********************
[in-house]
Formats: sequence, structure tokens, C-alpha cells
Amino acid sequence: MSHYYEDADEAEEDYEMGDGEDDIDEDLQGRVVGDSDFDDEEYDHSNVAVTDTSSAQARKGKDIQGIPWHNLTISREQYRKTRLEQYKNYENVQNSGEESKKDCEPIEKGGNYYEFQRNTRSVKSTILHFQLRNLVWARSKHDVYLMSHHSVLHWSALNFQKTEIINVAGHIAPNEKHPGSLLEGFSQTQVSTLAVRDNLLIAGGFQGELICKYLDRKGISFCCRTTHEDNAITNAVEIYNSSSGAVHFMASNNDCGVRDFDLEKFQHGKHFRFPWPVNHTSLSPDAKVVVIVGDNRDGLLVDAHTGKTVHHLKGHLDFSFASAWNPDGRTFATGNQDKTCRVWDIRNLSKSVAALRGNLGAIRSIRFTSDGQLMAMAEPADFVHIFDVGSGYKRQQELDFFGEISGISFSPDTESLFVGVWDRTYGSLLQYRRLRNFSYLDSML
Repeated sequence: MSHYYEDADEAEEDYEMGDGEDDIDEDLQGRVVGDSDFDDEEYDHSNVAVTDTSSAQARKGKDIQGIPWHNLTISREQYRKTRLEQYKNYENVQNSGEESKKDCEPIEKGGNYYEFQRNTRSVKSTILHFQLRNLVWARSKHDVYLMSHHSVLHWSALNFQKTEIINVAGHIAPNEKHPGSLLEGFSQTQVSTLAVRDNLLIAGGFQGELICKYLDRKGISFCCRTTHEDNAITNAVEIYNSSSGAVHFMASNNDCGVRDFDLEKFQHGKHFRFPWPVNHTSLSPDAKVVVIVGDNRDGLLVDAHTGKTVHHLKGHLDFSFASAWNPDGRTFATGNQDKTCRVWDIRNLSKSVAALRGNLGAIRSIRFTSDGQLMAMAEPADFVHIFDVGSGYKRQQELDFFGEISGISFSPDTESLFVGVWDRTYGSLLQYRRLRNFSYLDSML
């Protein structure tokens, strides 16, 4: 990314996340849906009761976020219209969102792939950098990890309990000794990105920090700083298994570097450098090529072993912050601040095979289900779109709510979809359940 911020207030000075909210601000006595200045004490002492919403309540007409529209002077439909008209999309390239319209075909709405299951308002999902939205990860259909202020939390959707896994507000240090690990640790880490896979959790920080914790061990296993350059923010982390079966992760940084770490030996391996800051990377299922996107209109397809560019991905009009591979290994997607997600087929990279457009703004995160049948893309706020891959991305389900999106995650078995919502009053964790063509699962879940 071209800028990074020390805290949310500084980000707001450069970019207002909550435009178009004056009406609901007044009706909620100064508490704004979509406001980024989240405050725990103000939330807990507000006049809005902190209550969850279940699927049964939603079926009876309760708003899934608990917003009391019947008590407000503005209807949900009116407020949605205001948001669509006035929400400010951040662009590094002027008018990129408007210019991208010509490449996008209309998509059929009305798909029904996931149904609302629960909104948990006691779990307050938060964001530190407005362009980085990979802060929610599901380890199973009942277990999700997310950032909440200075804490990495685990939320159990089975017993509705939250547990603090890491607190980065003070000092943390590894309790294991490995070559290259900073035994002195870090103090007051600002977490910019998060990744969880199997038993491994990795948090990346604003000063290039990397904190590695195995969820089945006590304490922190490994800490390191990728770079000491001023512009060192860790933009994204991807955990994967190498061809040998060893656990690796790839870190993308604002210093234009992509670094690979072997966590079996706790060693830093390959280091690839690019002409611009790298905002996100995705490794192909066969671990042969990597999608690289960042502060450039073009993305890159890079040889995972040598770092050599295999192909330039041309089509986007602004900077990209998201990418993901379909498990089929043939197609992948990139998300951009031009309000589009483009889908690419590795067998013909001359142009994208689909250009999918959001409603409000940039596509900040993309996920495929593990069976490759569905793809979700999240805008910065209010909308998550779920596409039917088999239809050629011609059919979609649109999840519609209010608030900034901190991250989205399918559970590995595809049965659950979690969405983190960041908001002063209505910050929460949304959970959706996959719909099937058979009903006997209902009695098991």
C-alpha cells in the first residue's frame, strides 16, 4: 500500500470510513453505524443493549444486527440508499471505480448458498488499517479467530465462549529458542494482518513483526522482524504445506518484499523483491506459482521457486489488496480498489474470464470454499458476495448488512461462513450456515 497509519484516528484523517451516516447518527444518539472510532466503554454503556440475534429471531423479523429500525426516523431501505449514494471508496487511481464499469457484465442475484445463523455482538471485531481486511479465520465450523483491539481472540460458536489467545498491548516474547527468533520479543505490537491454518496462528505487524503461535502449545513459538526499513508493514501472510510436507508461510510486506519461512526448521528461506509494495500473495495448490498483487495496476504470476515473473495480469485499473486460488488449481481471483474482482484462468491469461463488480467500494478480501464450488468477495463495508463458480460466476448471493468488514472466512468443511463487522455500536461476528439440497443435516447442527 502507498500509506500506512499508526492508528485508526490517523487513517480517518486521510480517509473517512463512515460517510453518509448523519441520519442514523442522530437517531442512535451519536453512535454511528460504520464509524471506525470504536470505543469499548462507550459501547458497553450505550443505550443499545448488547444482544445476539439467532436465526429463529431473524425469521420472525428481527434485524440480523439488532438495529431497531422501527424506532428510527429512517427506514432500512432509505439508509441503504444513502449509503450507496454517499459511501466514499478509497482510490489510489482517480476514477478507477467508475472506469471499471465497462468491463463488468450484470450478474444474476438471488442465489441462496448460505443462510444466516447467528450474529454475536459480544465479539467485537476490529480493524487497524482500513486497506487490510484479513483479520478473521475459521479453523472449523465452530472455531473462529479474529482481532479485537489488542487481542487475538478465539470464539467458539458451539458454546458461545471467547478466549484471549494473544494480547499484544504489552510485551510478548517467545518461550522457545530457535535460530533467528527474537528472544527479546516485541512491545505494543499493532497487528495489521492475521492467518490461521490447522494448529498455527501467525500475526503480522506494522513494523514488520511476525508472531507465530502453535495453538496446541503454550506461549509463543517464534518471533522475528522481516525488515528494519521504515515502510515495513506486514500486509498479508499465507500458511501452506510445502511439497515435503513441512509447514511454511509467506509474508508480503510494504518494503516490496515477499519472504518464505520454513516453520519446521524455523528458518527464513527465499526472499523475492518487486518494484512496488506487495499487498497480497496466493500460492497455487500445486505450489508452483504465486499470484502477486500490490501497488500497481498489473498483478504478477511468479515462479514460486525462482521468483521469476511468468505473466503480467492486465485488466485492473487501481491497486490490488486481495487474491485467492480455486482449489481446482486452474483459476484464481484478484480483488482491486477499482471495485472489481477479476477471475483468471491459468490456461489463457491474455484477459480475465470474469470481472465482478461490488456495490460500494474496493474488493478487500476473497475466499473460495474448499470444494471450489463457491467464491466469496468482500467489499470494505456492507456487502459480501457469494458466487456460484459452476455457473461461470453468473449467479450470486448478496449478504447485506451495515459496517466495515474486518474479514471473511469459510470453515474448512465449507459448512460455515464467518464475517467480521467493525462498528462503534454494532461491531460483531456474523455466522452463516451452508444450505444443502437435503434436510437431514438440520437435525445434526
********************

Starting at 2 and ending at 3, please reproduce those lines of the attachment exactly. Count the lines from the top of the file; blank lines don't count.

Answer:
Formats: sequence, structure tokens, C-alpha cells
Amino acid sequence: MSHYYEDADEAEEDYEMGDGEDDIDEDLQGRVVGDSDFDDEEYDHSNVAVTDTSSAQARKGKDIQGIPWHNLTISREQYRKTRLEQYKNYENVQNSGEESKKDCEPIEKGGNYYEFQRNTRSVKSTILHFQLRNLVWARSKHDVYLMSHHSVLHWSALNFQKTEIINVAGHIAPNEKHPGSLLEGFSQTQVSTLAVRDNLLIAGGFQGELICKYLDRKGISFCCRTTHEDNAITNAVEIYNSSSGAVHFMASNNDCGVRDFDLEKFQHGKHFRFPWPVNHTSLSPDAKVVVIVGDNRDGLLVDAHTGKTVHHLKGHLDFSFASAWNPDGRTFATGNQDKTCRVWDIRNLSKSVAALRGNLGAIRSIRFTSDGQLMAMAEPADFVHIFDVGSGYKRQQELDFFGEISGISFSPDTESLFVGVWDRTYGSLLQYRRLRNFSYLDSML